Cauvery fish faces extinction
A large orange-finned fish, native to the Cauvery river and a target of recreational angling from colonial times until three years ago, appears to be India's first freshwater fish on the brink of extinction, scientists have cautioned.
- Published 15.05.15
New Delhi, May 14: A large orange-finned fish, native to the Cauvery river and a target of recreational angling from colonial times until three years ago, appears to be India's first freshwater fish on the brink of extinction, scientists have cautioned.
A study by Indian and British biologists has documented signals of what they say could be a sharp decline in the population of the orange-finned hump-backed mahseer, a freshwater fish that can weigh up to 50kg.
The deliberate introduction of another fish, the non-native blue-finned mahseer from Maharashtra, along stretches of the Cauvery during the 1980s, a move intended to compensate for a decline in fish catch in the river, is among factors that have contributed to the plummeting population.
"It's a twist of irony - the non-native blue-finned mahseer brought in to repopulate the river colonised the river, proliferated, and began competing with the native orange-finned mahseer," Rajeev Raghavan, a biologist specialising in freshwater fish at the Conservation Research Group at St. Albert's College, Kochi, told The Telegraph. "But when it was introduced in the 1980s, it wasn't very clear that they were two different species."
Raghavan and his colleagues from the Bournemouth University in the UK and the Zoo Outreach Organisation, Coimbatore, used logbooks maintained by three angling camps on the Cauvery as proxy indicators of the population of the orange-finned mahseer in the river.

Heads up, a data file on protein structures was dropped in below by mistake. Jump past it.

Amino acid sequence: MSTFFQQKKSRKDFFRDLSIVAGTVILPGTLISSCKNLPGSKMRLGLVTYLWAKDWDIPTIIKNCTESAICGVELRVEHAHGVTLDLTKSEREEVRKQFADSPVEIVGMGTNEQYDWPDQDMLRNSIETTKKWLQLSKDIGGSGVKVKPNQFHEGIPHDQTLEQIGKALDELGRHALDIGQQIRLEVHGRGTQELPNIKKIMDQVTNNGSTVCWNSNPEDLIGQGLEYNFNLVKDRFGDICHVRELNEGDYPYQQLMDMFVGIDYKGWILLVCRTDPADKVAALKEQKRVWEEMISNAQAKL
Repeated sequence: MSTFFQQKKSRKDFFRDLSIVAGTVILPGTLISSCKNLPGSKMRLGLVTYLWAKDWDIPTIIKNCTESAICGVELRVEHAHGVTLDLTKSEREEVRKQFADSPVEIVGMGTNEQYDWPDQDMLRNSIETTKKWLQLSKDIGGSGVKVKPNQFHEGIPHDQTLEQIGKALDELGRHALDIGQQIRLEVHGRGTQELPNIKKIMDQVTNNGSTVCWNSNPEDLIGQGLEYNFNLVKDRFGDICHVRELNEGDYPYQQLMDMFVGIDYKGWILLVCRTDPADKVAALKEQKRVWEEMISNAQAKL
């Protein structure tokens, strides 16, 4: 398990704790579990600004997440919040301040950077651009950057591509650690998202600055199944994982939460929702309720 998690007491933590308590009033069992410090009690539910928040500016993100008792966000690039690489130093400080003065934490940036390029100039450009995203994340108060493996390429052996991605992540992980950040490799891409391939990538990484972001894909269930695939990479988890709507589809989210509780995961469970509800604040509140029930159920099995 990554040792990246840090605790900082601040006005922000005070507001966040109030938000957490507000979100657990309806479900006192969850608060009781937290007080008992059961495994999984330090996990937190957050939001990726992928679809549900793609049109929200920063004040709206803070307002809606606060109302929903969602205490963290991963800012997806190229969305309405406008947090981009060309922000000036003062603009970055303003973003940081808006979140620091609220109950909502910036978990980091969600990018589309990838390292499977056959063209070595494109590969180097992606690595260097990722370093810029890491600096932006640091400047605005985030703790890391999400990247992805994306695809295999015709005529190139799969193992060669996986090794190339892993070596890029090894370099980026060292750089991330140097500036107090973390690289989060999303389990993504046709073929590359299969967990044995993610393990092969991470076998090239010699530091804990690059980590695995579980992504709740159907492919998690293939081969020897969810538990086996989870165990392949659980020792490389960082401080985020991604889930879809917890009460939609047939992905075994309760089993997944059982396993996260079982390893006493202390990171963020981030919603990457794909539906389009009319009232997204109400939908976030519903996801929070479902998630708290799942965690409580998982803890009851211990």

The orange-finned mahseer is found only in the Cauvery, while other mahseer species are found in rivers across the country. The scientists have described their findings yesterday in the journal Endangered Species Research.
"From the time the British were here, the orange-finned humpback has been a target for recreational angling," Raghavan said. "Hooking such a large fish has long been viewed as an angler's delight, foreign tourists used to come fishing here every year until 2012."
The government banned angling there in 2012 as the river's stretches became a protected area.
The scientists observed that the number of orange-finned mahseer caught and recorded by anglers in the logbooks declined between 1998 and 2012, while the number of blue-finned mahseer captured steadily increased during the period.
The researchers compared the catch against the total number of fishing hours to account for any rise or fall in the number of anglers each year.
In 2004, for instance, 28 anglers spent 2,604 hours fishing along different stretches of the river and caught 25 orange-finned mahseer and 407 blue-finned mahseer. But in 2008, 33 anglers spent 3,188 hours and caught only five orange-finned mahseer, but 1,022 blue-finned mahseer. While the decline is not steady, Raghavan said, the downward trend is clear.
His colleague Adrian Pinder at Bournemouth, who has an interest in angling, recalls reading about the orange-finned mahseer as a boy. But on his first visit to the Cauvery in 2010, he found that the fish he had caught did not match the appearance of the iconic specimens he had seen in historic photographs.
Three years ago, Pinder and Raghavan established the Mahseer Trust, a non-government organisation that seeks to protect the mahseer and its habitat.
"The blue-finned mahseer is not native to the Cauvery, but they are now among the most abundant fish in the river," Pinder said in a media release issued by Bournemouth.
"Without a doubt, their success has been at the expense of the hump-backed mahseer that historically occurred throughout the river catchment."
The scientists say India's freshwater fish are currently under pressure from multiple factors, including pollution, sand and gravel extraction and low water flow levels in rivers that can restrict the ability of fish to migrate to spawning grounds.